Mt Fuji on July 4th

July 09, 2012

One of my resolutions for 2011 was that I would like to climb Mt. Fuji sometime that year or the next. Throughout the beginning of 2011 I was praying about it and even got some people interested in joining me. However, March 11 happened, and that door closed for me.  Because of the interest in climbing Mt. Fuji, this was the doorway to open my heart to the people in Japan.

So when I was initially planning for this trip, I did not initially think I would climb the mountain feeling physically untrained for the endeavor. But deep inside I wanted to still climb it. So a few days before finalizing my trip, I arranged it to make the climb on a fullmoon lit night and summit on July 4th (God willing). My hope and prayer was that I also had people to join me on the ascent.

While I was at Grace Mission Tohoku chatting with the gang about my trip plans. Lisa was just as thrilled about my climb as I was so I invited her to join me. I initially didn't think she was serious but sure enough by the next day when she mentioned the idea to her mom they were supportive of the climb too. I didn't know how much of an answered prayer her accompaniment was until the climb.

So we had arranged to meet at the hotel at Kawaguchiko on the day of the ascent. Upon my arrival it was pouring down rain and I had no idea what direction to look to even find Mt. Fuji. As I asked the receptionist about the bus ride to 5th station she said I had just missed the last one about 30 minutes ago. My hopes to climb Mt. Fuji that day was fading and I started to think about what plan B would be.

Just moments after they allowed me to finally check into my room, Lisa arrived all gunho to climb the mountain. Even though I had broken the news about missing the last bus, thankfully Lisa had a different bus schedule than the one the reception gave me. Her schedule indicated there were a few more bus runs that evening. So we decided to get some food before going to the station to check out if there was another bus run to the 5th station.

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When we arrived at Kawaguchiko station and found out that we would be able to catch the next run to the station, there were only a half a dozen people on the bus going to 5th station. At 5th station virtually all but one shop was closed and no guides or information desks around to ask where we were to start.

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At this point we were just walking around to determine what direction to head. This is when Sid, who was on the bus asked us when were we thinking about heading up the mountain. We told him that our plan was to climb for a few hours and then stay in a hut for another few before ascending to the summit for sunrise. Figuring out there's no turning back, the three of us embarked on our journey up the mountain.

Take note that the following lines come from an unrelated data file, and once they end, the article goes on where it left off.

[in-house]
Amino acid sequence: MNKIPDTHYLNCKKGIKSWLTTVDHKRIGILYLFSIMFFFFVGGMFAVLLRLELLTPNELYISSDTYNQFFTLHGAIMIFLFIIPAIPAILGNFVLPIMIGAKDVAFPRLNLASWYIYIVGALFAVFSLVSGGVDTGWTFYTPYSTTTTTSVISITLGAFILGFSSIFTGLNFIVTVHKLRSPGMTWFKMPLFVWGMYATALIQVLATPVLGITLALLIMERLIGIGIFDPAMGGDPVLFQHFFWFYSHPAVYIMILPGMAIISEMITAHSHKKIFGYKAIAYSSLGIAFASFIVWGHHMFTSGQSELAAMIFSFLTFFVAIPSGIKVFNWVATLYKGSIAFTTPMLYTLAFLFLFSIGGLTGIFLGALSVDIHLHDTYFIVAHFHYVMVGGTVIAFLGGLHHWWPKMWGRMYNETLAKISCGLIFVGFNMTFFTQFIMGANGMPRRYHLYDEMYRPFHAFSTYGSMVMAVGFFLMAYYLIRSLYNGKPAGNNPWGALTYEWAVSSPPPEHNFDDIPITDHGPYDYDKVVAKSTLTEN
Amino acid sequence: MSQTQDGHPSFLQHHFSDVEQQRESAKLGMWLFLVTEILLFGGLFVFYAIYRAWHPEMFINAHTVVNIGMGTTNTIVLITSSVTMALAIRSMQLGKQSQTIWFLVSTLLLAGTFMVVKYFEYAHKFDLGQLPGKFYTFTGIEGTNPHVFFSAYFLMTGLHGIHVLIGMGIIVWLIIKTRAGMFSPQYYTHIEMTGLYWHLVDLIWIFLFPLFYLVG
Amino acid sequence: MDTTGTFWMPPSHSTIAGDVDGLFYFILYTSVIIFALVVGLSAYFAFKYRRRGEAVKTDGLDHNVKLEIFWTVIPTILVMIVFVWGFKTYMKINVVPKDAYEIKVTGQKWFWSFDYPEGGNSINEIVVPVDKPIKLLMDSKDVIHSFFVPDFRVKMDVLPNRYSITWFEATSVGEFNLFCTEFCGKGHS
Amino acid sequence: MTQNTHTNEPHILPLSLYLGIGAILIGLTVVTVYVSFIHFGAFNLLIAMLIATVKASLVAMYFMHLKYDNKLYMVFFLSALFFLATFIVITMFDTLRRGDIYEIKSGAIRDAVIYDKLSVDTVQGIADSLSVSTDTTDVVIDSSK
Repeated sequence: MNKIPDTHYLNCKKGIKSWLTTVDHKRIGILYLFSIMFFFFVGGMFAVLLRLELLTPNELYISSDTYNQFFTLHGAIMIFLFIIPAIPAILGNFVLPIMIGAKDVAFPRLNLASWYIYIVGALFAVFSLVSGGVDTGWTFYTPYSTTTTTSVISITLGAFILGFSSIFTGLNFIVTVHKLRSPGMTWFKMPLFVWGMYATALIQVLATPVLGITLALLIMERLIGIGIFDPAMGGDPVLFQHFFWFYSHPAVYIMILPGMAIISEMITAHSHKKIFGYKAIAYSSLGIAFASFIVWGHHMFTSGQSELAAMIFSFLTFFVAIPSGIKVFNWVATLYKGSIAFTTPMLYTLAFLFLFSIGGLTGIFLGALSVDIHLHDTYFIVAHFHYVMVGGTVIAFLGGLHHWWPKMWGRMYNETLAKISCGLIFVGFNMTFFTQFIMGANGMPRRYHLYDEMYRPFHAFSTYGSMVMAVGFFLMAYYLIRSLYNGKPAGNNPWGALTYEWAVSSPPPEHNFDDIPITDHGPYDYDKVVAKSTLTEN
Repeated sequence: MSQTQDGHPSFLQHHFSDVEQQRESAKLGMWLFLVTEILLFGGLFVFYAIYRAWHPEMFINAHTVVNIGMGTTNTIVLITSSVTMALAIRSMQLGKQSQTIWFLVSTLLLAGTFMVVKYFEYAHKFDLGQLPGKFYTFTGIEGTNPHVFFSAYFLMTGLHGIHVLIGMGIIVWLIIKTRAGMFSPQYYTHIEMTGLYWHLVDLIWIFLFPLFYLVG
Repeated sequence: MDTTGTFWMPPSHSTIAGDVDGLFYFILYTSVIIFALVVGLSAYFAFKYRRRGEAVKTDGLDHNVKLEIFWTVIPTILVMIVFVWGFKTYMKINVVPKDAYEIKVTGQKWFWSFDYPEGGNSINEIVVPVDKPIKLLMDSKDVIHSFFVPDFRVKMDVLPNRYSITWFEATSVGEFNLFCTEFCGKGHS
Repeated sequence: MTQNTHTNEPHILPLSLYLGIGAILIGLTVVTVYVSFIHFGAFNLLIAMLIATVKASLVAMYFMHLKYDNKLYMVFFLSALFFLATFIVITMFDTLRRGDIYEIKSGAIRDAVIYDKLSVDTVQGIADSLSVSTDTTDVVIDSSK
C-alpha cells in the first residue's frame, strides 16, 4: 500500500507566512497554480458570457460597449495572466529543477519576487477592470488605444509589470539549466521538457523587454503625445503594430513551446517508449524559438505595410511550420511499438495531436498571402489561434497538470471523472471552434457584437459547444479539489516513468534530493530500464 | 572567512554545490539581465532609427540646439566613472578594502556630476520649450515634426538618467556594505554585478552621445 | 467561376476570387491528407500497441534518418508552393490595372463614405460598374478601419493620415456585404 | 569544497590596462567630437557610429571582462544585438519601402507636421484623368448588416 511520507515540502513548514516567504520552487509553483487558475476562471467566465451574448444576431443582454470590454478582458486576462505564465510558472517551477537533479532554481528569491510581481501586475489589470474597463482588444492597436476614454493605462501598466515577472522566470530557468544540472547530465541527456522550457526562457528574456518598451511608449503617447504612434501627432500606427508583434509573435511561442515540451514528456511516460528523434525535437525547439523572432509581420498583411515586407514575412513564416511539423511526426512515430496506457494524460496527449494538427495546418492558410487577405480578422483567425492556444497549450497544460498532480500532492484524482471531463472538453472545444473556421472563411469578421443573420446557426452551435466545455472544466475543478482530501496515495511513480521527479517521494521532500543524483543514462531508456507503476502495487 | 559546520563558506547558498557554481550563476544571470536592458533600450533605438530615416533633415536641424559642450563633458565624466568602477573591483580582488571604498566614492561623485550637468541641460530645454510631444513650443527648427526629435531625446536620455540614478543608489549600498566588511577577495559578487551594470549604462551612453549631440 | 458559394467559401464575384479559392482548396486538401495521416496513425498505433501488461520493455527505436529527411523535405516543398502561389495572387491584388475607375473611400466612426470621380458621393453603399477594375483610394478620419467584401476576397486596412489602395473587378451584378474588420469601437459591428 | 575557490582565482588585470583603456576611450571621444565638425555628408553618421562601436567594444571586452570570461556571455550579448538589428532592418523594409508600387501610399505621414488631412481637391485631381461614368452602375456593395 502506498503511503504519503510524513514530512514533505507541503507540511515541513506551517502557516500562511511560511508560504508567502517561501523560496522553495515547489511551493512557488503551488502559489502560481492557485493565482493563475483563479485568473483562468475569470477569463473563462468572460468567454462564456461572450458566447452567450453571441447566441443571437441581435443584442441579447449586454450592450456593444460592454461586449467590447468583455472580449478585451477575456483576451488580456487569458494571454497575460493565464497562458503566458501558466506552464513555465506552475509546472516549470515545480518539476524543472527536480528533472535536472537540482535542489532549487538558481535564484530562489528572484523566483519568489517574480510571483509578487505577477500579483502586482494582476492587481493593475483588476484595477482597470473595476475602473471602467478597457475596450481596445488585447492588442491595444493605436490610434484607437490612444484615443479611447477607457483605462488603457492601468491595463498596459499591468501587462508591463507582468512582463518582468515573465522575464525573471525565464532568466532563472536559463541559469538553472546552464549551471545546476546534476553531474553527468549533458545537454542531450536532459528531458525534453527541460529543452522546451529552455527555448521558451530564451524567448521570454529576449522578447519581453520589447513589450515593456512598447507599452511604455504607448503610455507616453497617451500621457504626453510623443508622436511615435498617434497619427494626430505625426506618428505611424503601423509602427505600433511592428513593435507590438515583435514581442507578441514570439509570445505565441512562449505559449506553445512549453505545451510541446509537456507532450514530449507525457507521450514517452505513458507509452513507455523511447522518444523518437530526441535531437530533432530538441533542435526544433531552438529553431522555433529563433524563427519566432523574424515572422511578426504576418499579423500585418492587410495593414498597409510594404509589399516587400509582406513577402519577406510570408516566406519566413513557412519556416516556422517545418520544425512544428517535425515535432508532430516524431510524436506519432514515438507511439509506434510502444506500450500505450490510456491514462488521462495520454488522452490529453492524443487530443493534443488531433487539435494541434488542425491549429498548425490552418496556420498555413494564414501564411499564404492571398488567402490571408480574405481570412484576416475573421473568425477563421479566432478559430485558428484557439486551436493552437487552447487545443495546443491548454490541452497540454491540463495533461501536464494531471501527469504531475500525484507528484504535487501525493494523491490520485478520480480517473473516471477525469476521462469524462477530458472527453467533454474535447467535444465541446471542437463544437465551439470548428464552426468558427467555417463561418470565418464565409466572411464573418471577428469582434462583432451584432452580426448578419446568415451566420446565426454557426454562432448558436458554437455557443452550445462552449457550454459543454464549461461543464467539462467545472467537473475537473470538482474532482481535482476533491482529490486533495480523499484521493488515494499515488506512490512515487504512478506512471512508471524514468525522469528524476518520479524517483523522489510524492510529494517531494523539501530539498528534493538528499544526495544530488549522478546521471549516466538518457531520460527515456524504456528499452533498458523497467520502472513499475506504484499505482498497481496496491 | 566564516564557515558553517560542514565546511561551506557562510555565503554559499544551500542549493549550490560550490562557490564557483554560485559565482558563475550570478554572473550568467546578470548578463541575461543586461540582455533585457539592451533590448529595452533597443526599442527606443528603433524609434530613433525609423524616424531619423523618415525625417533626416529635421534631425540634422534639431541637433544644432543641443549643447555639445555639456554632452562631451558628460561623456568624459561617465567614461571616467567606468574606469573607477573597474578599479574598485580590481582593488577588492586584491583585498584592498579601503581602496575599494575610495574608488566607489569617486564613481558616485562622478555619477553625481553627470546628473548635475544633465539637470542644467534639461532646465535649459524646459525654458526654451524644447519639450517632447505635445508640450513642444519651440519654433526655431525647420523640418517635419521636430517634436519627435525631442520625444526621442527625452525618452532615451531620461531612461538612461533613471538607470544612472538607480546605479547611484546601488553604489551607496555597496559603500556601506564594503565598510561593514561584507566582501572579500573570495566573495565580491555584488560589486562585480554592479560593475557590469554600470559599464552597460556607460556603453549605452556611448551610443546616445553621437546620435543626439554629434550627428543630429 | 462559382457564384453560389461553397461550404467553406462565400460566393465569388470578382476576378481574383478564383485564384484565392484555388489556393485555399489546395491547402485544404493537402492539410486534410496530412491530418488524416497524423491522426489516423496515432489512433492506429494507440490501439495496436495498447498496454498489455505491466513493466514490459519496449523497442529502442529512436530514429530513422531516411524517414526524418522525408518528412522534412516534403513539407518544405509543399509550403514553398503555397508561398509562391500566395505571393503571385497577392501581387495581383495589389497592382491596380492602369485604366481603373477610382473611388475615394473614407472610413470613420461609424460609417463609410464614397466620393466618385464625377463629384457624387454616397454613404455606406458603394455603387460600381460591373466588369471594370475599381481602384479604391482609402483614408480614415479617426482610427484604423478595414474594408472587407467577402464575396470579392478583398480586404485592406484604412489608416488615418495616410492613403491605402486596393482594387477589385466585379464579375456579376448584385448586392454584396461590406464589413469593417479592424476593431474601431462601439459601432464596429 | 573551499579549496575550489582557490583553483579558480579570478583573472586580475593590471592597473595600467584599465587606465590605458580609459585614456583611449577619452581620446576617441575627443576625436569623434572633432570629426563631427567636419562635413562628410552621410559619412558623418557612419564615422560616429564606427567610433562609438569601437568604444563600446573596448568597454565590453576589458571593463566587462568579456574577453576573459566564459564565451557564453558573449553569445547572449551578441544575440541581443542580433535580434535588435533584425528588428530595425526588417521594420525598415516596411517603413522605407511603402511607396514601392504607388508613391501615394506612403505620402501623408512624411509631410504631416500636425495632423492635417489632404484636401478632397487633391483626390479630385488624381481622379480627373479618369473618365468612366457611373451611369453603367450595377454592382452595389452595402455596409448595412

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The side trail was easy downhill walk to the trail head a mist the enchanting misty forest. We were greeted by weary descending travelers who seemed to not be thrilled at our cheery konnichiwas. One of the people we chatted with was a woman who just celebrated her 59th birthday making it to the top of Mt. Fuji. Her encouragement spurred us forward.

As evening fell and we were making it up higher past the cloud blanket, the misting had stopped, and the full moon broke through the veil of the clouds. It was breathtaking and lighting our path as we were reaching closer to our first hut. Lisa was leading the way and of course my small steps starting to get more noticebly paced last. And Sid was kind enough to wait for me at the back.

It reminded me of the proverb about friendship if one were to fall that they would have someone to pick them up. Usually this is the beginning of the hiking season for Mt Fuji and I was expecting to have seen more people going up the trail. However, we had only seen a handful of people in the first two hours. And I was beginning to realize how it would have been foolish to go up there alone as I had planned and truly appreciated the answered prayers.

The good thing about night climbing was we could not gauge how far we had to go, just that we had to get to the closest lit hut or station. So we were making good progress. Except as the climb became steeper and more rocky, my souveniour walking stick became cumbersome to use as it was easier for me to propel and climb up with both hands rather than one had free. I was starting to feel the exhaustion set in. By this time in the climb, I had been up since 5 AM, traveled 6 hours to get to Kawaguchiko, and had hiked about 2-2.5 hours up the mountain and the winds were picking up. 

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I was ready to find a hut that would take us in. Somewhere after the 7th station at 10 PM, we found Toyokan hut. Thank goodness for Lisa's Japanese skills she was able to communicate with the hut caretaker to let us stay the night.  Our goal was to sleep until 1 AM and climb the 3 hours to see the sunrise at the summit at 4 AM. The Toyokan hut was very clean and deceivingly large with room they lodged us in probably holding about 20 hikers in it. I was so relieved to be out of the elements and so ready to climb into the super thick comforters.